Making a comeback

After numerous setbacks, Manitowoc County rebounds

Posted on Mar 31, 2017 :: Economic Development
Jessica Thiel
Posted by , Insight on Business Staff Writer

For many in Manitowoc, the Mirro building represented more than just a blighted property. It provided a visual reminder of a string of painful losses that seemed to keep rocking the community.

Of course, the Mirro Aluminum Co. ceased operations more than 13 years ago. Last June, however, Foster Needle ended production, putting 64 people out of work, and in August, Manitowoc Co. announced it would leave its namesake city, taking with it 528 jobs.

In March, demolition of the Mirro finally got underway, and it couldn’t be more welcome news for Manitowoc Mayor Justin Nickels.

“That one’s … an emotional issue the city needs to get over,” Nickels says. “It’s reminiscent of a town that’s dying,” and he says Manitowoc is anything but.

While Nickels acknowledges that the city has gone through difficult times, he sees it as an opportunity for Manitowoc to redefine itself. He says this begins with the downtown, and now is the time to invest in that.

“We’re really shifting into quality of life,” he says. “What we’re seeing nationwide is a huge shift in economic development. Chasing the smokestack is a thing of the past. Businesses are going where their employees want to live.”

Nickels takes a pragmatic view about the downtown development. Before the city can create “the dream,” he says it needs to tackle its biggest problems, including a lack of parking. The city also is taking steps to make itself more pedestrian- and bike-friendly, adding signage and sharrows, shared lanes for cars and bikes.

Peter Wills, executive director of Progress Lakeshore, says there’s no doubt that the Manitowoc Co. exit hurt. Manitowoc had branded itself as “the city that makes big things,” he says. “As that’s changed there’s been a little bit of a gap there about that identifying vision.”

The region has, however, enjoyed good news on the jobs front of late. Food company Kerry, owner of Manitowoc food flavoring company Red Arrow, recently announced plans to purchase and renovate the vacated Foster Needle plant.

There’s no word yet on how many jobs the Kerry operations will add, but there’s also another player in the food flavorings scene. R2H Flavor Tech is a 10-employee startup company that creates liquid smoke and other flavorings. It represents a $6.5 million investment, and most of its products will be exported, Wills says.

Orion Energy Systems also announced the addition of 30 jobs. Kiel’s Amerequip is undergoing another expansion, and Sargento and Land O’ Lakes continue to grow.

One of the biggest players in Manitowoc County, though is Forefront Dermatology. The company that now has practices in 11 states chose to invest in downtown Manitowoc, building its high-rise headquarters there and adding 200 jobs.

Dr. Betsy Wernli, deputy president of Forefront, praises the region’s workforce. “Our employees have chosen to partner with us,” she says. “They’re hard-working; they’re loyal; they believe in the same goal that our company believes in.”

Nickels says this kind of diversification of jobs in the region is a positive sign. While manufacturing still plays a vital role, he says, growth in the banking and health care sectors makes the economy more stable.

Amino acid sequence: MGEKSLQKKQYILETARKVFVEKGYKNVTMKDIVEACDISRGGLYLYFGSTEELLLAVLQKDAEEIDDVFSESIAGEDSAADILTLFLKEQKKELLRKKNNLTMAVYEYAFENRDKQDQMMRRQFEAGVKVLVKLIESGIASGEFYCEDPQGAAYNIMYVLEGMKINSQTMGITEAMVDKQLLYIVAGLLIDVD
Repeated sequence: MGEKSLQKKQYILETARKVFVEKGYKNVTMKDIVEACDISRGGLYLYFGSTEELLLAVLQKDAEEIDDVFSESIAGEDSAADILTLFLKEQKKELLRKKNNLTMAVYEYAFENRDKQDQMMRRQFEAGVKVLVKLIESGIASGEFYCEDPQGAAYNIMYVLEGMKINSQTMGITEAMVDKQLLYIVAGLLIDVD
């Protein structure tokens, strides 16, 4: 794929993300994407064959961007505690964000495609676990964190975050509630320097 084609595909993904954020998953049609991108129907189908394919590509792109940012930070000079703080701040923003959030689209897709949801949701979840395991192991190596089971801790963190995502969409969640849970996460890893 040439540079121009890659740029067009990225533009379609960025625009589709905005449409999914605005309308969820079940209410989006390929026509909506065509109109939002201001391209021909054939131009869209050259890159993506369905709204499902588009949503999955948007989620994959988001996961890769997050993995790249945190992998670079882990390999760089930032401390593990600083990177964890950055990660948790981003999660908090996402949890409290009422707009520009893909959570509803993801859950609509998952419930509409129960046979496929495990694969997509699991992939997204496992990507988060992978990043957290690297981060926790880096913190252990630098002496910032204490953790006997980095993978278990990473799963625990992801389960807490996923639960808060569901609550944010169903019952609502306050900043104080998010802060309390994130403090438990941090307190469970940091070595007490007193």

With the jobs outlook brightening, Progress Lakeshore is turning its attention toward the water and tourism, including efforts like improving aesthetics at Red Arrow and Neshotah parks.

Manitowoc County saw more than $110 million in direct visitor spending in 2015, an increase of nearly 4 percent from 2014, according to the latest complete data from the state Department of Tourism. The industry supports nearly 3,100 jobs paying more than $45 million in wages and generating more than $15 million in state and local taxes.

Wills says he expects those numbers to climb. The county is drawing closer to some new major tourist destinations with the Wisconsin Agricultural Education Center and a possible National Oceanic and Atmospheric Association designation of a Wisconsin-Lake Michigan marine sanctuary that would protect 37 shipwrecks.

The $13 million agriculture center has reached 86 percent of its fundraising goal, and the expansive, 29,000-square-foot facility would include interactive exhibits and a birthing barn.

“We’re very excited about the marine sanctuary,” says Greg Buckley, city manager of Two Rivers. “We think that’s got a lot of potential to bring a lot more visitors to the Two Rivers area.”

Buckley is looking forward to what he hopes will be an active summer for the city with activities like Kites Over Lake Michigan, which draws crowds of 40,000, S.S. Badger Shoreline Cruises and the Pro Am beach volleyball tournament.

Two Rivers also is looking to redevelop the former Hamilton Manufacturing Co. site into a riverside park. It received a $74,500 grant from the Fund for Lake Michigan to address water quality and green stormwater infrastructure.

“Two Rivers is best at being a quality, traditional community,” Buckley says, noting at the same time that the city’s population is aging and needs to maintain its density.

Ashley Armstrong of Young Professionals of Manitowoc County thinks the region holds much for the younger set. The school-to-work coordinator at Lincoln High School has lived in Manitowoc her entire life.

In high school, she planned to leave, but she says she just kept finding reasons to stay. She praises the area’s great schools, from K-12 to higher learning institutions, as well as its natural beauty.

To attract new young professionals, Armstrong says employers need to focus on paying competitive wages, and the communities need to highlight and showcase their assets. “I really think our future is bright.”